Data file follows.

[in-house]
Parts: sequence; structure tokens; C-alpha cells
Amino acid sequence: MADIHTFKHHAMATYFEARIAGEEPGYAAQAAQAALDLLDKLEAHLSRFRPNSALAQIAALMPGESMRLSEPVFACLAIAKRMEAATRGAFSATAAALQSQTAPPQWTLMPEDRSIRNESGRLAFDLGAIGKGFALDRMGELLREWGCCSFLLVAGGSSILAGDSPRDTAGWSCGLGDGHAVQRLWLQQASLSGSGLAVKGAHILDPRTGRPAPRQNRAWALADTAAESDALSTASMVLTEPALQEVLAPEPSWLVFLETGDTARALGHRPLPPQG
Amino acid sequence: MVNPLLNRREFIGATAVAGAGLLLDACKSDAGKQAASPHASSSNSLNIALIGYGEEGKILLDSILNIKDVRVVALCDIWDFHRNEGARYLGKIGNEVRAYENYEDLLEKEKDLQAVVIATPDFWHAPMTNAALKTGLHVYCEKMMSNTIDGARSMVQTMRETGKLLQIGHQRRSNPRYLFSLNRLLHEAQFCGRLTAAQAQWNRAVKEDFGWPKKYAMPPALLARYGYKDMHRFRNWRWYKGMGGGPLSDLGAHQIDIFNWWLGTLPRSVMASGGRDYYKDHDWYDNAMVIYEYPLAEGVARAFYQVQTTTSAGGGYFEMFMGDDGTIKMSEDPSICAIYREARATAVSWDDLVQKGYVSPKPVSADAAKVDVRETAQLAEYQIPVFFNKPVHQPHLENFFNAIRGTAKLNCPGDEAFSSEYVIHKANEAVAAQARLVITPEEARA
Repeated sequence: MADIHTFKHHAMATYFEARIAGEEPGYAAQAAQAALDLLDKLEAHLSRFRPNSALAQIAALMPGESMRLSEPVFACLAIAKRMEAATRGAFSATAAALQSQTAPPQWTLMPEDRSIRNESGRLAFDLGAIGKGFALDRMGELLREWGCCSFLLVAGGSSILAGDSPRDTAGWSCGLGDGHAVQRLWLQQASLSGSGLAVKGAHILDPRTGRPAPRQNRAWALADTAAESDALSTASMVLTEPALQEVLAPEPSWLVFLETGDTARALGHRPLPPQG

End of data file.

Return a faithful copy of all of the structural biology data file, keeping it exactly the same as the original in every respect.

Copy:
[in-house]
Parts: sequence; structure tokens; C-alpha cells
Amino acid sequence: MADIHTFKHHAMATYFEARIAGEEPGYAAQAAQAALDLLDKLEAHLSRFRPNSALAQIAALMPGESMRLSEPVFACLAIAKRMEAATRGAFSATAAALQSQTAPPQWTLMPEDRSIRNESGRLAFDLGAIGKGFALDRMGELLREWGCCSFLLVAGGSSILAGDSPRDTAGWSCGLGDGHAVQRLWLQQASLSGSGLAVKGAHILDPRTGRPAPRQNRAWALADTAAESDALSTASMVLTEPALQEVLAPEPSWLVFLETGDTARALGHRPLPPQG
Amino acid sequence: MVNPLLNRREFIGATAVAGAGLLLDACKSDAGKQAASPHASSSNSLNIALIGYGEEGKILLDSILNIKDVRVVALCDIWDFHRNEGARYLGKIGNEVRAYENYEDLLEKEKDLQAVVIATPDFWHAPMTNAALKTGLHVYCEKMMSNTIDGARSMVQTMRETGKLLQIGHQRRSNPRYLFSLNRLLHEAQFCGRLTAAQAQWNRAVKEDFGWPKKYAMPPALLARYGYKDMHRFRNWRWYKGMGGGPLSDLGAHQIDIFNWWLGTLPRSVMASGGRDYYKDHDWYDNAMVIYEYPLAEGVARAFYQVQTTTSAGGGYFEMFMGDDGTIKMSEDPSICAIYREARATAVSWDDLVQKGYVSPKPVSADAAKVDVRETAQLAEYQIPVFFNKPVHQPHLENFFNAIRGTAKLNCPGDEAFSSEYVIHKANEAVAAQARLVITPEEARA
Repeated sequence: MADIHTFKHHAMATYFEARIAGEEPGYAAQAAQAALDLLDKLEAHLSRFRPNSALAQIAALMPGESMRLSEPVFACLAIAKRMEAATRGAFSATAAALQSQTAPPQWTLMPEDRSIRNESGRLAFDLGAIGKGFALDRMGELLREWGCCSFLLVAGGSSILAGDSPRDTAGWSCGLGDGHAVQRLWLQQASLSGSGLAVKGAHILDPRTGRPAPRQNRAWALADTAAESDALSTASMVLTEPALQEVLAPEPSWLVFLETGDTARALGHRPLPPQG